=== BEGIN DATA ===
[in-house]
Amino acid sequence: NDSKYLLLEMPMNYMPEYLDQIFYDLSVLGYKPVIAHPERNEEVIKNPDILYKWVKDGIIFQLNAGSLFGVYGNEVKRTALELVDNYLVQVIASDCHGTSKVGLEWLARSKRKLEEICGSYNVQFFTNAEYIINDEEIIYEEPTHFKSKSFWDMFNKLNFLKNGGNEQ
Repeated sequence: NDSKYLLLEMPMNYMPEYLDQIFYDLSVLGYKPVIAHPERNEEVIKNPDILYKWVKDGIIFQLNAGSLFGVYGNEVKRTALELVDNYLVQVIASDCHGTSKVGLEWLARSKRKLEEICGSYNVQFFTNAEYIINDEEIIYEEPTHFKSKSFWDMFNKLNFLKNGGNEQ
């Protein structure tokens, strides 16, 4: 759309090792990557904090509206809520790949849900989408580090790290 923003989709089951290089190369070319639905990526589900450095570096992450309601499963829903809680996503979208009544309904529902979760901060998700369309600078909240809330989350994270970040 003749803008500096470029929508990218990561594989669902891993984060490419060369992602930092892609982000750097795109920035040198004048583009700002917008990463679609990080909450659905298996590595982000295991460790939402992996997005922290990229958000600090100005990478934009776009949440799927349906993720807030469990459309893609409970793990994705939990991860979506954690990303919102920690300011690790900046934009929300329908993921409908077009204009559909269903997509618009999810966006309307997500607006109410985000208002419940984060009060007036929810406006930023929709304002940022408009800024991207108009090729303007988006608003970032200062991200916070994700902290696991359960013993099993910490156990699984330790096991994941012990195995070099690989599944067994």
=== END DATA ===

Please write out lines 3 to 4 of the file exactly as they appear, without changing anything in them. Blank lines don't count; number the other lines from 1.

Repeated sequence: NDSKYLLLEMPMNYMPEYLDQIFYDLSVLGYKPVIAHPERNEEVIKNPDILYKWVKDGIIFQLNAGSLFGVYGNEVKRTALELVDNYLVQVIASDCHGTSKVGLEWLARSKRKLEEICGSYNVQFFTNAEYIINDEEIIYEEPTHFKSKSFWDMFNKLNFLKNGGNEQ
């Protein structure tokens, strides 16, 4: 759309090792990557904090509206809520790949849900989408580090790290 923003989709089951290089190369070319639905990526589900450095570096992450309601499963829903809680996503979208009544309904529902979760901060998700369309600078909240809330989350994270970040 003749803008500096470029929508990218990561594989669902891993984060490419060369992602930092892609982000750097795109920035040198004048583009700002917008990463679609990080909450659905298996590595982000295991460790939402992996997005922290990229958000600090100005990478934009776009949440799927349906993720807030469990459309893609409970793990994705939990991860979506954690990303919102920690300011690790900046934009929300329908993921409908077009204009559909269903997509618009999810966006309307997500607006109410985000208002419940984060009060007036929810406006930023929709304002940022408009800024991207108009090729303007988006608003970032200062991200916070994700902290696991359960013993099993910490156990699984330790096991994941012990195995070099690989599944067994």